The breath is the center of life. And your lungs are the first link in the chain of breathing. They collect oxygen and other important molecules from the air and send them to the bloodstream to be distributed. Keeping your lungs healthy is vital to keeping your entire body healthy. So, we put together a few important things seniors need to know about lung health.
At high enough levels, air pollutants can start to affect your lungs. The two main types of air pollutants to look out for are ground-level ozone smog and soot. Ground-level ozone smog is a pollutant that is created when NOx gasses, such as those from an engine's exhaust, react with sunlight to produce ozone. Breathing in too much ozone can be damaging to your lung health. Usually, ground-level ozone smog is most prominent on sunny days in heavily populated areas. Soot is any fine particles in the air. This can be anything that hangs in the air, such as smoke, and is usually a problem when there isn’t much wind to blow the particles away so they become concentrated.
Often, when people breathe, they take small shallow breaths. This can come from many things, such as poor posture or muscle tension. Deep breathing exercises were originally meant to be used to create a calm mental state and relax the body, but they can also help with overall lung health.
When you don’t take full breaths or have a condition like COPD or asthma that causes shortness of breath, your lungs start to only use part of their capacity. This is an issue because you're getting less oxygen when you breathe, and stale air is building up in your lungs. Stale air is air that is caught in the lungs. You can visualize this working similarly to a syringe that you can’t fully push down so some of the liquid gets trapped. Regular practice of deep breathing exercises can help remove built up stale air and, in turn, increase your usable lung capacity.
The American Lung Association suggests practicing two deep breathing exercises to support lung health: pursed lip breathing and belly breathing. Pursed lip breathing is when you breathe through your nose with your lips pursed. Your exhale should be twice as long as your inhale. You can try counting to a number on the exhale and then counting to half that number on the inhale. Belly breathing is best practiced lying down. When you do this exercise, try to inflate your belly as you breathe in. You can find lots of tips on this exercise because it’s often practiced by vocalists. Keep in mind that breathing exercises are like any other new type of exercise: it takes practice to get good at it. These exercises may seem very difficult at first, but with time and regular repetition, you should see improvements.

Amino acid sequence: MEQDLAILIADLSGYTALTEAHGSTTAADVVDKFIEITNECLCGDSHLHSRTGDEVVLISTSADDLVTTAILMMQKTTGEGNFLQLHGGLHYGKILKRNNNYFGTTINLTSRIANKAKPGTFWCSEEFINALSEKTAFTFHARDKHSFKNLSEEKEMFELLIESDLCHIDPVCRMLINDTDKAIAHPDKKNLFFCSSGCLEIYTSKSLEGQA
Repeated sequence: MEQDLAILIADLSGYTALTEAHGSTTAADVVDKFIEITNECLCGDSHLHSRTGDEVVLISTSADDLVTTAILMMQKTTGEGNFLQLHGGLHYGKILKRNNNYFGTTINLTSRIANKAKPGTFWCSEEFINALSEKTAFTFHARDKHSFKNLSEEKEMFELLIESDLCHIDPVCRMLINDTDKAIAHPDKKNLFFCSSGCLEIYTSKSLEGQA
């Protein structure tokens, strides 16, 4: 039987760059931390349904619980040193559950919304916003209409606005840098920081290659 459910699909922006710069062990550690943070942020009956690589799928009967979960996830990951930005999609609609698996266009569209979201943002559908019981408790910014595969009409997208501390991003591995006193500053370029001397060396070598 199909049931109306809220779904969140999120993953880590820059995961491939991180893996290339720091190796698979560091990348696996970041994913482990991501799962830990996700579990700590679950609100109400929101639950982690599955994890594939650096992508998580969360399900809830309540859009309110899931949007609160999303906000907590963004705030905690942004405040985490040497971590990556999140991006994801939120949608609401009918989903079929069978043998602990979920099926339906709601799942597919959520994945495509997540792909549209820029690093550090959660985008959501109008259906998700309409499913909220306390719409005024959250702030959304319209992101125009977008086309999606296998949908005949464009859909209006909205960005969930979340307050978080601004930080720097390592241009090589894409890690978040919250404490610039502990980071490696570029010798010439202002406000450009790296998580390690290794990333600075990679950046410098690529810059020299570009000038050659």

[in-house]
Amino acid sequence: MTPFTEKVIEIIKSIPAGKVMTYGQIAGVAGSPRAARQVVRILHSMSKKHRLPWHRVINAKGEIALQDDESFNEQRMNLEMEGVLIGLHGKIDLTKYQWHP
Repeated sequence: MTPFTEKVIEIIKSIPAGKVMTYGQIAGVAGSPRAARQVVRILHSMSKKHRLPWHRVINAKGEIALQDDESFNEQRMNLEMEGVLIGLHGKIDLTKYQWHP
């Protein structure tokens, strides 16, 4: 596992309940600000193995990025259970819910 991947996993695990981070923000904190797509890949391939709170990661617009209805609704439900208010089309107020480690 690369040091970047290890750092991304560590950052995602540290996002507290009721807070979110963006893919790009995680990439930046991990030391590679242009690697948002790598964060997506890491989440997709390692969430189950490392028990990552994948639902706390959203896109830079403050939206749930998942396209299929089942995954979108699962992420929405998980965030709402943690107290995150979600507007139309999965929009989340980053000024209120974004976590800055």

It’s recommended to learn these exercises when you aren't short of breath before trying them when you are. And though these exercises are generally considered safe, asking your doctor before you add any physical therapy regimens to your routine is a good idea.
Aerobic exercises, such as running and swimming, and strength training exercises can help make your lungs stronger. When you exert your body, your heart and lungs need to work faster to provide your muscles with more oxygen. The more you do this, the stronger your cardiovascular system becomes, which can help you breathe easier. Exercise can also strengthen the muscles in the diaphragm, an important muscle for breathing well.
If you have lung disease or another cardiovascular issue, exercising can be difficult. That’s why it’s important to work with your doctors or a fitness specialist to find ways you can continue to exercise safely. And even if you don't have cardiovascular issues, talking to your medical provider before you adopt a workout is a good idea. And you probably also want to have a trainer or physical therapist show you how to do the movements to ensure you don’t injure yourself with improper form.
According to America’s Health Rankings more than 8% of seniors smoke cigarettes regularly. Smoking can lead to respiratory diseases, heart disease and a variety of cancers. It also compromises the immune system, leading to a much higher vulnerability to viruses like influenza and coronavirus. When your immune system is weakened, the effects of these viruses are greatly amplified and cause them to be fatal when they may not have been. Even among seniors, stopping smoking is still shown to create better outcomes than continuing. If you smoke, consider discussing the best way to get off of cigarettes with your doctor.